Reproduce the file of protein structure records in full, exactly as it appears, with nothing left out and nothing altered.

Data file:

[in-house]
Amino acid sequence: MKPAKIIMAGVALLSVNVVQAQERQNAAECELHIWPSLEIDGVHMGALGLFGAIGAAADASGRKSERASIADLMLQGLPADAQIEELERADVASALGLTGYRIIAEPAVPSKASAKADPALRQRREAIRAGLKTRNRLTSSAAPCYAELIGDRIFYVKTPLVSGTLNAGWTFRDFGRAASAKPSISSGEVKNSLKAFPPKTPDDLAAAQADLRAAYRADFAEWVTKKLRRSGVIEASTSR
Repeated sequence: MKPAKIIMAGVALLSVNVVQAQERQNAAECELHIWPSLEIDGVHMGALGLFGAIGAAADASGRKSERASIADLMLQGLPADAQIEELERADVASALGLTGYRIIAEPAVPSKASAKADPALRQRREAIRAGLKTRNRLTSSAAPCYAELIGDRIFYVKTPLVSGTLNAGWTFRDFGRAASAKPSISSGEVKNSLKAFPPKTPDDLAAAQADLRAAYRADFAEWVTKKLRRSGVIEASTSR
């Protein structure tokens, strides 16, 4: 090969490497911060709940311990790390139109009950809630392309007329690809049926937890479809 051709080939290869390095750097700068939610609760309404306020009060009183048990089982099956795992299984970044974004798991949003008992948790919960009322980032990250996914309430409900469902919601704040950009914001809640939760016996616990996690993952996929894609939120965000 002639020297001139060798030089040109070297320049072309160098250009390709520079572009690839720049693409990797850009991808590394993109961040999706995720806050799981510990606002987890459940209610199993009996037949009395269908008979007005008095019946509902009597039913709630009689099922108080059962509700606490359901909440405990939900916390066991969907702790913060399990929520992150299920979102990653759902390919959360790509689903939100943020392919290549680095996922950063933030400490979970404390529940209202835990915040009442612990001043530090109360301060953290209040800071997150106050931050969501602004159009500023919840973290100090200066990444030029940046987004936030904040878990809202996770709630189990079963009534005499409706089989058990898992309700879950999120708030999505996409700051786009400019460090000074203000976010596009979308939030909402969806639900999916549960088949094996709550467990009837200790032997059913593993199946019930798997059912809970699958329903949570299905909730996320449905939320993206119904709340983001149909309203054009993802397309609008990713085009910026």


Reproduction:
[in-house]
Amino acid sequence: MKPAKIIMAGVALLSVNVVQAQERQNAAECELHIWPSLEIDGVHMGALGLFGAIGAAADASGRKSERASIADLMLQGLPADAQIEELERADVASALGLTGYRIIAEPAVPSKASAKADPALRQRREAIRAGLKTRNRLTSSAAPCYAELIGDRIFYVKTPLVSGTLNAGWTFRDFGRAASAKPSISSGEVKNSLKAFPPKTPDDLAAAQADLRAAYRADFAEWVTKKLRRSGVIEASTSR
Repeated sequence: MKPAKIIMAGVALLSVNVVQAQERQNAAECELHIWPSLEIDGVHMGALGLFGAIGAAADASGRKSERASIADLMLQGLPADAQIEELERADVASALGLTGYRIIAEPAVPSKASAKADPALRQRREAIRAGLKTRNRLTSSAAPCYAELIGDRIFYVKTPLVSGTLNAGWTFRDFGRAASAKPSISSGEVKNSLKAFPPKTPDDLAAAQADLRAAYRADFAEWVTKKLRRSGVIEASTSR
């Protein structure tokens, strides 16, 4: 090969490497911060709940311990790390139109009950809630392309007329690809049926937890479809 051709080939290869390095750097700068939610609760309404306020009060009183048990089982099956795992299984970044974004798991949003008992948790919960009322980032990250996914309430409900469902919601704040950009914001809640939760016996616990996690993952996929894609939120965000 002639020297001139060798030089040109070297320049072309160098250009390709520079572009690839720049693409990797850009991808590394993109961040999706995720806050799981510990606002987890459940209610199993009996037949009395269908008979007005008095019946509902009597039913709630009689099922108080059962509700606490359901909440405990939900916390066991969907702790913060399990929520992150299920979102990653759902390919959360790509689903939100943020392919290549680095996922950063933030400490979970404390529940209202835990915040009442612990001043530090109360301060953290209040800071997150106050931050969501602004159009500023919840973290100090200066990444030029940046987004936030904040878990809202996770709630189990079963009534005499409706089989058990898992309700879950999120708030999505996409700051786009400019460090000074203000976010596009979308939030909402969806639900999916549960088949094996709550467990009837200790032997059913593993199946019930798997059912809970699958329903949570299905909730996320449905939320993206119904709340983001149909309203054009993802397309609008990713085009910026």